Universal access to research, education, and culture is made possible by the internet, but our legal and social systems don’t always allow that ideal to be realized. Copyright was created long before the emergence of the internet, and can make it difficult to legally perform actions we take for granted online: copy, paste, edit source, and post to the web. The default setting of copyright law requires all of these actions to have explicit permission, granted in advance. To help achieve the idea of universal access, Creative Commons provides a free, public and standardized infrastructure that creates a balance between the reality of the internet and the reality of copyright laws.5

Regulations are changing to embrace open source and Creative Commons

TREND 5 — MICRO MIGHTINESS

A Frost & Sullivan study on the impact of collaboration on business performance surveyed 946 information technology and line-of-business decision-makers from a cross-section of 2,000 smallto-medium, mid-market, and global companies in the U.S., Europe (France, Germany, and U.K.) and Asia-Pacific (Australia, Hong Kong, and Japan). 1 The researchers created a ‘collaboration index’ to measure how “collaborative” a given organization is, based on two main factors: The organization’s “orientation” and “infrastructure” for collaboration. The study found that the impact of collaboration on a company’s overall performance was consistently high across Europe and Asia-Pacific, and across the six key vertical industries that were examined: healthcare, government, high technology, professional services, financial services, and manufacturing. The study uncovered general positive attitudes about collaboration, along with specific preferences and regional differences. For example, among the professionals worldwide who responded, an overwhelming number (9-to-1) see their collaborative efforts as highly productive and believe that collaboration through communication technologies provides a competitive advantage. A large number (10-to-1) like to work with teams, preferably from home (3-to-1), and not necessarily face-to-face.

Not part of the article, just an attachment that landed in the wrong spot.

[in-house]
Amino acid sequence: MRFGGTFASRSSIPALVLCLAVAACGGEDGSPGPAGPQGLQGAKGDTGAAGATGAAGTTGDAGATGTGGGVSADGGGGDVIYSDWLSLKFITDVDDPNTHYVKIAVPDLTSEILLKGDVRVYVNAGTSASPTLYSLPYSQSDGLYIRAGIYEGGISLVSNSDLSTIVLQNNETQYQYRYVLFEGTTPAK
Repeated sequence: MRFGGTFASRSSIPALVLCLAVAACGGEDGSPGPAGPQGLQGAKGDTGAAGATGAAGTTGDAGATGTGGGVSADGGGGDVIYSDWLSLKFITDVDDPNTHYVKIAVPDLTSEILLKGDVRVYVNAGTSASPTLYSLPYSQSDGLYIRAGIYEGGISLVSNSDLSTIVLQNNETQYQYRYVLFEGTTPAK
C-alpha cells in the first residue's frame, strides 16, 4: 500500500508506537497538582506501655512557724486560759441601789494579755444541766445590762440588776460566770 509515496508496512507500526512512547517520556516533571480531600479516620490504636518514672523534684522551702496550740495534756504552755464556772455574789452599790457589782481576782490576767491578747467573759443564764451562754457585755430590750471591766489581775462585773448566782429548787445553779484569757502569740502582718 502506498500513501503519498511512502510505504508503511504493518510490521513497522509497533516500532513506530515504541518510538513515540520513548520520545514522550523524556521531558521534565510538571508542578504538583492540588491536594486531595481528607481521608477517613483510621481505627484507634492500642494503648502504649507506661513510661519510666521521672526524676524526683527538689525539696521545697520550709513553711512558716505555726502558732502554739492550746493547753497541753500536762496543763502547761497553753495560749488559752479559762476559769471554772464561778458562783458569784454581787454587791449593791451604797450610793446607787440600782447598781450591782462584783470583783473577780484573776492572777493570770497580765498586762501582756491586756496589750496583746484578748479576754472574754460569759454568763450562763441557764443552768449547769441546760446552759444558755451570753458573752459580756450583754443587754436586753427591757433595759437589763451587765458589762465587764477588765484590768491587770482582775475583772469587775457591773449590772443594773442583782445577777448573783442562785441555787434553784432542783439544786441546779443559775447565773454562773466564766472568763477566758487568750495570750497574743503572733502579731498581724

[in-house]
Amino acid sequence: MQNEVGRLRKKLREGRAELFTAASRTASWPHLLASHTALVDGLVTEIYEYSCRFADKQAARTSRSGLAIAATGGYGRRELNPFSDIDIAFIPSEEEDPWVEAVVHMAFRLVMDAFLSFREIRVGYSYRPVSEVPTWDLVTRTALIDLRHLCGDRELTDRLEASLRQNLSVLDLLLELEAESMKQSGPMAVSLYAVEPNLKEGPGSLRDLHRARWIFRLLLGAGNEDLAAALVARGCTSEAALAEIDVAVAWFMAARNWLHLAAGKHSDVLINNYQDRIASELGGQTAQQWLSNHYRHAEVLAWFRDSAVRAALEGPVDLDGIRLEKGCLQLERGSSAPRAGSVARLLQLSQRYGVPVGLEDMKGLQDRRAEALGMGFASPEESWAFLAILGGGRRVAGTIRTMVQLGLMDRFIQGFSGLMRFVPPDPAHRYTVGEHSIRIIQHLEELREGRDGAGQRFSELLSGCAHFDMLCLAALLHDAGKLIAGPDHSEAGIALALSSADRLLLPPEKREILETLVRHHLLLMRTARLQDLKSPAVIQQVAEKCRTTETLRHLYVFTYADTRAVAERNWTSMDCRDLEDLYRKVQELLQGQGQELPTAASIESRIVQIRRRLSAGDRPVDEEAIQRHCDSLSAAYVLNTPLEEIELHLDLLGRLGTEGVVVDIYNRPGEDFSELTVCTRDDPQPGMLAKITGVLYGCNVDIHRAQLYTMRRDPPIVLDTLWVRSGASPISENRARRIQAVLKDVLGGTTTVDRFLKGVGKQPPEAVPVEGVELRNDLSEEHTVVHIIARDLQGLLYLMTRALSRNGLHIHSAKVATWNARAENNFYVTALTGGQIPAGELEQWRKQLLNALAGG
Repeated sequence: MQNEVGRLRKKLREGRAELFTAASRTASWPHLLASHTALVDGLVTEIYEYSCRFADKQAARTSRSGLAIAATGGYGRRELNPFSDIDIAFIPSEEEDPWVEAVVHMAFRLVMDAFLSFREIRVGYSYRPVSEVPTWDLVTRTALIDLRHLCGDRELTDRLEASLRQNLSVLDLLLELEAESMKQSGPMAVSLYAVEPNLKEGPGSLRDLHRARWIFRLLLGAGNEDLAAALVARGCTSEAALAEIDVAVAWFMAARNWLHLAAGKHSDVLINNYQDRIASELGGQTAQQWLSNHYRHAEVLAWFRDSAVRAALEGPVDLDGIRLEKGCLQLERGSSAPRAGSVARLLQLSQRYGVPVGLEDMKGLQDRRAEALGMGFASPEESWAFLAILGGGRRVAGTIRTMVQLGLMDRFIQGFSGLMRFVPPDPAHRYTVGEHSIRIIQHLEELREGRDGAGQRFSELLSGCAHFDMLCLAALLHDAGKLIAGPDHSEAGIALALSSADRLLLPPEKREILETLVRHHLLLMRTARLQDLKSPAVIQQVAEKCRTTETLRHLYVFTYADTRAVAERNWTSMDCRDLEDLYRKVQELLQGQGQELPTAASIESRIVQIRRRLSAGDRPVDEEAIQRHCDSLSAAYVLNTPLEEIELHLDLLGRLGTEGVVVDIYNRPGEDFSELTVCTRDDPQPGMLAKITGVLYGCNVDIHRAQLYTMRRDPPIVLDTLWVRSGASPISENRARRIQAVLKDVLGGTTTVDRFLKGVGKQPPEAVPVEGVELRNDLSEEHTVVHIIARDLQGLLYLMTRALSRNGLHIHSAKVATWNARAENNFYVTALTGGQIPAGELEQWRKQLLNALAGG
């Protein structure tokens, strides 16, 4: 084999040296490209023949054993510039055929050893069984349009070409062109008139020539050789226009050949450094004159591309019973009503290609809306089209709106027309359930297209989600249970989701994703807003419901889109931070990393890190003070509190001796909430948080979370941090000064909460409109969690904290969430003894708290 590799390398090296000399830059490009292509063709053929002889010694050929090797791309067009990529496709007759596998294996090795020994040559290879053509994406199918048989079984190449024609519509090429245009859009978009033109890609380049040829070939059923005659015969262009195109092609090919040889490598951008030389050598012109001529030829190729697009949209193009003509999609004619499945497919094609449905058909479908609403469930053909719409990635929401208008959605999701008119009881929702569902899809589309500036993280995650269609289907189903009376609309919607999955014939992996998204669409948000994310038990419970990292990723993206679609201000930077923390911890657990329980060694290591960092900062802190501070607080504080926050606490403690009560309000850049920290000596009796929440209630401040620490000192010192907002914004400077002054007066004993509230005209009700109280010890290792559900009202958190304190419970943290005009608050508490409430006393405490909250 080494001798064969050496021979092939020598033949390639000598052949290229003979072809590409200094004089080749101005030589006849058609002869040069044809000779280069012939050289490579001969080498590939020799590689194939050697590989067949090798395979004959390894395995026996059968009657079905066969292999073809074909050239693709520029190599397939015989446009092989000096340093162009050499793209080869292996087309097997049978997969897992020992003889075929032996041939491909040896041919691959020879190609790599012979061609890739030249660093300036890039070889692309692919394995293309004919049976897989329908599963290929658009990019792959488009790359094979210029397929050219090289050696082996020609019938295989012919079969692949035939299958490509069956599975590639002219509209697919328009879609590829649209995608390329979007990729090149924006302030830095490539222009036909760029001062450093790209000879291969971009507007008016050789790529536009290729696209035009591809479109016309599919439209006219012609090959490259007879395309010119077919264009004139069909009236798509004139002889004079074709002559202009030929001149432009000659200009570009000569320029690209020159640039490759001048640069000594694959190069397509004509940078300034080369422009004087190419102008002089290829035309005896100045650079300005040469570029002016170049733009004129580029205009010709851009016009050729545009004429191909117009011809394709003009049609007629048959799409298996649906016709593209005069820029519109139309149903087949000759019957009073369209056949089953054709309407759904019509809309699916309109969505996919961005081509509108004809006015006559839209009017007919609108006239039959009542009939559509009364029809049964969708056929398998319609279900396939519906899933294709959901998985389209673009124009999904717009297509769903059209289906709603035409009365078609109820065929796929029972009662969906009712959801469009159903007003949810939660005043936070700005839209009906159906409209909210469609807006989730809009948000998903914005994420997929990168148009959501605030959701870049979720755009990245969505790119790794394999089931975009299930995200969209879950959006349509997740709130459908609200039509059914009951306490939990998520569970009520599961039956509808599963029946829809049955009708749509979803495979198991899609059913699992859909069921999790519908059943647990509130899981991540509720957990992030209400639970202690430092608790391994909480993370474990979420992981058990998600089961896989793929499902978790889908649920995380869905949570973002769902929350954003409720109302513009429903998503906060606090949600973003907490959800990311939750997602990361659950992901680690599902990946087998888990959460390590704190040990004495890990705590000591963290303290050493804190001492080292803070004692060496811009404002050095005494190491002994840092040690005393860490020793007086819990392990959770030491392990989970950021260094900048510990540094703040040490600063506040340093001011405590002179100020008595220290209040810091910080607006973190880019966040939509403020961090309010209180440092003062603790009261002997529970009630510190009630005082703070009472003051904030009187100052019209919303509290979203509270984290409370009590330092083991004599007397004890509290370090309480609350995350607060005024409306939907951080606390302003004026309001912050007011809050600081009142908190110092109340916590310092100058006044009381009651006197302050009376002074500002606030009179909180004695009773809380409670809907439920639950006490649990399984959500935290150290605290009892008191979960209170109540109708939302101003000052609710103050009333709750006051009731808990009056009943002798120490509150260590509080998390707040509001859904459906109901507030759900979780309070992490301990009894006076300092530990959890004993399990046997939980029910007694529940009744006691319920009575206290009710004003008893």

INSIGHTS

INSIGHTS

The glocal culture of collaboration exists, but there are regional differences.

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TREND 5 — MICRO MIGHTINESS